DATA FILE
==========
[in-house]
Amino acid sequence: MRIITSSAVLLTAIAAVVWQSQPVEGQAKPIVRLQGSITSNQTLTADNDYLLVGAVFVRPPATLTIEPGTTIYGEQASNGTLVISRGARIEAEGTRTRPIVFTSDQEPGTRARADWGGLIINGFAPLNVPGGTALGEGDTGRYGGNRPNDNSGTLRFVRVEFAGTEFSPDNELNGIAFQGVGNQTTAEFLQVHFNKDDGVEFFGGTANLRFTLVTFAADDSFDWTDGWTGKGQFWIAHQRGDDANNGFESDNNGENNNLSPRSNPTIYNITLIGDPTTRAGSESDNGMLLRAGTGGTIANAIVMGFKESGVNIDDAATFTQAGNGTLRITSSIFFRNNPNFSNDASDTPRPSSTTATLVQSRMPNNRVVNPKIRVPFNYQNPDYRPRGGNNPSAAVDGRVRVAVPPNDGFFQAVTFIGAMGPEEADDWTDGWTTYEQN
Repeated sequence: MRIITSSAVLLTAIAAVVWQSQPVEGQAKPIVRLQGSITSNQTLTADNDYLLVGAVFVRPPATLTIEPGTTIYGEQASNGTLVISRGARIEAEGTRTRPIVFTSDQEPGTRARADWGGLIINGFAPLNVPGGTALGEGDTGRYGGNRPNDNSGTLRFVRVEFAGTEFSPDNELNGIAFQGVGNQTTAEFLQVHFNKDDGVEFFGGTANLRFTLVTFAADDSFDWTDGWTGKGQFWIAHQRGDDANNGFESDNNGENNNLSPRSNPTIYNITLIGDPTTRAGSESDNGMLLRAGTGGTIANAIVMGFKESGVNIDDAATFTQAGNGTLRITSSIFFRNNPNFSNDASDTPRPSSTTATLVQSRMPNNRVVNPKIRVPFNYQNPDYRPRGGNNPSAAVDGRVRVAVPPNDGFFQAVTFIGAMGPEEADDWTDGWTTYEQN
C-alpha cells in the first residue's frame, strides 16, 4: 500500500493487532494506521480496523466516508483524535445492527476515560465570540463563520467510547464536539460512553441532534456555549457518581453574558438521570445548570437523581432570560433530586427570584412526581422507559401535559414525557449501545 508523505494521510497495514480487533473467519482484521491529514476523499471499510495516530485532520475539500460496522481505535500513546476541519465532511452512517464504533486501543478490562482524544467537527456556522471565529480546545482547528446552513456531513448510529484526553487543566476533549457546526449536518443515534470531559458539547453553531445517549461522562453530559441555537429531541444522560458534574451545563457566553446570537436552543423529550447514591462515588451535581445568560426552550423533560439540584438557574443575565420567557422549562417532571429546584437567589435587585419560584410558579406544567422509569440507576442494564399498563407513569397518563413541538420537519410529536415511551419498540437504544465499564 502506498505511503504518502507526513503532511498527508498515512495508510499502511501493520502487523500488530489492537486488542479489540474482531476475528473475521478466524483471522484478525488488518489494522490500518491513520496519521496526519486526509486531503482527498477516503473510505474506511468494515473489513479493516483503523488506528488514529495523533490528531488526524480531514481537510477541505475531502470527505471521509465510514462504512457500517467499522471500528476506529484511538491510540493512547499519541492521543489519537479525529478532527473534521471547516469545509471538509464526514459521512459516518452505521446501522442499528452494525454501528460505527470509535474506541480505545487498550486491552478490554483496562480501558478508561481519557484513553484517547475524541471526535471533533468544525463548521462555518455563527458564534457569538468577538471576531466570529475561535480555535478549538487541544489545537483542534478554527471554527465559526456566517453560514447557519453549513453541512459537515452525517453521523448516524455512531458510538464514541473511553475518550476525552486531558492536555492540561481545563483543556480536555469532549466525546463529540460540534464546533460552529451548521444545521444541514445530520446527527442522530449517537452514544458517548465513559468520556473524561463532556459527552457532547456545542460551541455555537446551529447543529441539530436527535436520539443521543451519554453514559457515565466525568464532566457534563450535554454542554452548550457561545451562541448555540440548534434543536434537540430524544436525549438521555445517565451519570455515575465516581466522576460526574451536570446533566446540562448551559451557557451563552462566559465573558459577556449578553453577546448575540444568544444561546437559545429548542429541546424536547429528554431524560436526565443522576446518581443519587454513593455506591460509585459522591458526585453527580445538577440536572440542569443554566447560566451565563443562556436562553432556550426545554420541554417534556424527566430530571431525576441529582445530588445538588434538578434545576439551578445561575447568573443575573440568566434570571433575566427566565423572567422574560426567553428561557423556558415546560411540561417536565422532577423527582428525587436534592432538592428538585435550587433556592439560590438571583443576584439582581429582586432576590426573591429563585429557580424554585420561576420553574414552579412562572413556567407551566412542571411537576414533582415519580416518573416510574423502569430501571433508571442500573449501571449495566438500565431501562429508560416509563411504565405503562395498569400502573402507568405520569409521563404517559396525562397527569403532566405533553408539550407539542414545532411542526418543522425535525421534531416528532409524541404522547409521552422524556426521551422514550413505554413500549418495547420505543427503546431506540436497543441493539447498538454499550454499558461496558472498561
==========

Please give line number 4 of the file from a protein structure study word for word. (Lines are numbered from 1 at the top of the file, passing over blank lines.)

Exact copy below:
C-alpha cells in the first residue's frame, strides 16, 4: 500500500493487532494506521480496523466516508483524535445492527476515560465570540463563520467510547464536539460512553441532534456555549457518581453574558438521570445548570437523581432570560433530586427570584412526581422507559401535559414525557449501545 508523505494521510497495514480487533473467519482484521491529514476523499471499510495516530485532520475539500460496522481505535500513546476541519465532511452512517464504533486501543478490562482524544467537527456556522471565529480546545482547528446552513456531513448510529484526553487543566476533549457546526449536518443515534470531559458539547453553531445517549461522562453530559441555537429531541444522560458534574451545563457566553446570537436552543423529550447514591462515588451535581445568560426552550423533560439540584438557574443575565420567557422549562417532571429546584437567589435587585419560584410558579406544567422509569440507576442494564399498563407513569397518563413541538420537519410529536415511551419498540437504544465499564 502506498505511503504518502507526513503532511498527508498515512495508510499502511501493520502487523500488530489492537486488542479489540474482531476475528473475521478466524483471522484478525488488518489494522490500518491513520496519521496526519486526509486531503482527498477516503473510505474506511468494515473489513479493516483503523488506528488514529495523533490528531488526524480531514481537510477541505475531502470527505471521509465510514462504512457500517467499522471500528476506529484511538491510540493512547499519541492521543489519537479525529478532527473534521471547516469545509471538509464526514459521512459516518452505521446501522442499528452494525454501528460505527470509535474506541480505545487498550486491552478490554483496562480501558478508561481519557484513553484517547475524541471526535471533533468544525463548521462555518455563527458564534457569538468577538471576531466570529475561535480555535478549538487541544489545537483542534478554527471554527465559526456566517453560514447557519453549513453541512459537515452525517453521523448516524455512531458510538464514541473511553475518550476525552486531558492536555492540561481545563483543556480536555469532549466525546463529540460540534464546533460552529451548521444545521444541514445530520446527527442522530449517537452514544458517548465513559468520556473524561463532556459527552457532547456545542460551541455555537446551529447543529441539530436527535436520539443521543451519554453514559457515565466525568464532566457534563450535554454542554452548550457561545451562541448555540440548534434543536434537540430524544436525549438521555445517565451519570455515575465516581466522576460526574451536570446533566446540562448551559451557557451563552462566559465573558459577556449578553453577546448575540444568544444561546437559545429548542429541546424536547429528554431524560436526565443522576446518581443519587454513593455506591460509585459522591458526585453527580445538577440536572440542569443554566447560566451565563443562556436562553432556550426545554420541554417534556424527566430530571431525576441529582445530588445538588434538578434545576439551578445561575447568573443575573440568566434570571433575566427566565423572567422574560426567553428561557423556558415546560411540561417536565422532577423527582428525587436534592432538592428538585435550587433556592439560590438571583443576584439582581429582586432576590426573591429563585429557580424554585420561576420553574414552579412562572413556567407551566412542571411537576414533582415519580416518573416510574423502569430501571433508571442500573449501571449495566438500565431501562429508560416509563411504565405503562395498569400502573402507568405520569409521563404517559396525562397527569403532566405533553408539550407539542414545532411542526418543522425535525421534531416528532409524541404522547409521552422524556426521551422514550413505554413500549418495547420505543427503546431506540436497543441493539447498538454499550454499558461496558472498561